Another seacock advantage is the ability to rig remote levers to open and close them.

    Screen Shot 2018-08-30 at 11.21.40 AM.jpg

    You can also reach down with a socket wrench to extend reach. The hole in the handle is intentionally 3/8-inch square for that reason.

    Screen Shot 2018-08-30 at 11.23.41 AM.jpg

    Remote operation is not possible with a gate valve.

    Just some thoughts.

    Kevin
    There are two kinds of boaters: those who have run aground, and those who lie about it.

  4. #4
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    Default Re: Seacock Substitute?

    Quote Originally Posted by Breakaway View Post
    A marine surveyor would call out the gate valve as a no- no, but I don't know what effect that might have on a six-pack, since it is literally an operator of an uninspected vessel license (OUPV).

    A seacock is servicable; has a grease fitting for maintenance, and one can tell at a glance whether it is opened or closed. All components are corrosion-proof, though that may be less critical in freshwater use.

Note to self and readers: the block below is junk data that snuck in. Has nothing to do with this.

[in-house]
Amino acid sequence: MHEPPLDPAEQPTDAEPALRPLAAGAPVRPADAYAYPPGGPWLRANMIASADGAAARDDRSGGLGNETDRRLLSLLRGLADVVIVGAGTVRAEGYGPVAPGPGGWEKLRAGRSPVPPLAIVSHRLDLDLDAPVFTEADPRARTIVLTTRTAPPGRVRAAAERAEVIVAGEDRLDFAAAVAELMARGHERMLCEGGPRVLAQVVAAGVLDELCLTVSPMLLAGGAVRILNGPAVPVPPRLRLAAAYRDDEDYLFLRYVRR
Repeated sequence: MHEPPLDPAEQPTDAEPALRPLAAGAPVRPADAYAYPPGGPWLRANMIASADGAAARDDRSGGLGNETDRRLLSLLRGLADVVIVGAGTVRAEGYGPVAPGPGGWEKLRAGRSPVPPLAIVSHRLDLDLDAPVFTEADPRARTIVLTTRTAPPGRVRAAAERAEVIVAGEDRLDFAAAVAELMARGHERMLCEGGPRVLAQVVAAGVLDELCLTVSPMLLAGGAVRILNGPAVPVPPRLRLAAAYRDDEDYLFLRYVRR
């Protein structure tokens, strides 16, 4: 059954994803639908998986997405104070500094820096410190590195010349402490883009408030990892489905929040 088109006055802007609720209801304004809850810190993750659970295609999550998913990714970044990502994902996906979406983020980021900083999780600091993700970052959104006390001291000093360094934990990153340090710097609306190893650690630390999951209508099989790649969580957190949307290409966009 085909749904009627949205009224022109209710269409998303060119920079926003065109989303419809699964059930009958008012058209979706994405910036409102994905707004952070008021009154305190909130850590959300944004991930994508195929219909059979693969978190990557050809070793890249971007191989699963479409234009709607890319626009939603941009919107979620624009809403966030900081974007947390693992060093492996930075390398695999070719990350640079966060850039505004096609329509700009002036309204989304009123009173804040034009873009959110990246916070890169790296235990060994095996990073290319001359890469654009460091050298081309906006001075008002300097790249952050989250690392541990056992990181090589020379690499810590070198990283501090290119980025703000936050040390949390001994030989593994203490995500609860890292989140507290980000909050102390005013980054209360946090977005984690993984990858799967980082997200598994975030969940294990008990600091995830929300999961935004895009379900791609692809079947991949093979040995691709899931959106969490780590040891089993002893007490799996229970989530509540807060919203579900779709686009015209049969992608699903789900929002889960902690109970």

Let me ask what is the issue--the length or the ability to swing the handle? If you are concerned with it sucking air, just close the valve underway unless its needed ( best practice anyway).

    Kevin
    The issue is that if I would put the seacock perpendicular to the inside of the hull the area is so narrow that I have to move it vertically up to a very much wider section of the hull, therefore much closer to the waterline. I want to use this thru-hull a combined Port Starboard cockpit drain, so it wants to be as low as possible and it wants to develop some suction under-way. I also want to use the aperture with additional valves as an inlet to fill ballast tanks. The Marelon seacock I already bought has no grease fittings but it says grease once a year, I am not sure how one does that.

    Ken

  5. #5
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    Default Re: Seacock Substitute?

    Groco make the seacock shown below that has a 1-1/4" side outlet for auxiliary purposes. You may be able to fit a threaded tee to the main inlet to run your cockpit drains into. The price is a bit eye-watering, though.